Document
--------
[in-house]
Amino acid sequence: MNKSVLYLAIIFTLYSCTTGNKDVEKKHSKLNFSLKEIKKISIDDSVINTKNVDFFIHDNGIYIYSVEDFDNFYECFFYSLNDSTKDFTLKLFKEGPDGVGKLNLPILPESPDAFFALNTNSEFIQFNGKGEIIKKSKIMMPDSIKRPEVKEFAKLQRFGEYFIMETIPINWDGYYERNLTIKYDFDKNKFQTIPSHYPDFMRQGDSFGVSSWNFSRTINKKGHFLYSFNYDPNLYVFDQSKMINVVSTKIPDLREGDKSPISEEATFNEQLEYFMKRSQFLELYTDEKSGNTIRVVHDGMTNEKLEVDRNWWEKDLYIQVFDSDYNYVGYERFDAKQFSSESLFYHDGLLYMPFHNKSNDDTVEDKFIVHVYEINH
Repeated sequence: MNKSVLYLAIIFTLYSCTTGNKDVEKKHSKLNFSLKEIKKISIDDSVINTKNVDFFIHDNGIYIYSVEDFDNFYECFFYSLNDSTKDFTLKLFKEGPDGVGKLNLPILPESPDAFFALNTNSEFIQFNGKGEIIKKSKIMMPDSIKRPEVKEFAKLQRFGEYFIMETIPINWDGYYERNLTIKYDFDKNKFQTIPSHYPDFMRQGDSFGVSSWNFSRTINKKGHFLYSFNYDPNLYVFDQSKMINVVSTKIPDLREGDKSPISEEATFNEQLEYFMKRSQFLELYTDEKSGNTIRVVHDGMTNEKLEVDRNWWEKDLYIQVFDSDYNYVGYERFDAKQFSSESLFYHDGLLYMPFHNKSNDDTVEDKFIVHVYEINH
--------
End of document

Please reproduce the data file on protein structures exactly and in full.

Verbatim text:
[in-house]
Amino acid sequence: MNKSVLYLAIIFTLYSCTTGNKDVEKKHSKLNFSLKEIKKISIDDSVINTKNVDFFIHDNGIYIYSVEDFDNFYECFFYSLNDSTKDFTLKLFKEGPDGVGKLNLPILPESPDAFFALNTNSEFIQFNGKGEIIKKSKIMMPDSIKRPEVKEFAKLQRFGEYFIMETIPINWDGYYERNLTIKYDFDKNKFQTIPSHYPDFMRQGDSFGVSSWNFSRTINKKGHFLYSFNYDPNLYVFDQSKMINVVSTKIPDLREGDKSPISEEATFNEQLEYFMKRSQFLELYTDEKSGNTIRVVHDGMTNEKLEVDRNWWEKDLYIQVFDSDYNYVGYERFDAKQFSSESLFYHDGLLYMPFHNKSNDDTVEDKFIVHVYEINH
Repeated sequence: MNKSVLYLAIIFTLYSCTTGNKDVEKKHSKLNFSLKEIKKISIDDSVINTKNVDFFIHDNGIYIYSVEDFDNFYECFFYSLNDSTKDFTLKLFKEGPDGVGKLNLPILPESPDAFFALNTNSEFIQFNGKGEIIKKSKIMMPDSIKRPEVKEFAKLQRFGEYFIMETIPINWDGYYERNLTIKYDFDKNKFQTIPSHYPDFMRQGDSFGVSSWNFSRTINKKGHFLYSFNYDPNLYVFDQSKMINVVSTKIPDLREGDKSPISEEATFNEQLEYFMKRSQFLELYTDEKSGNTIRVVHDGMTNEKLEVDRNWWEKDLYIQVFDSDYNYVGYERFDAKQFSSESLFYHDGLLYMPFHNKSNDDTVEDKFIVHVYEINH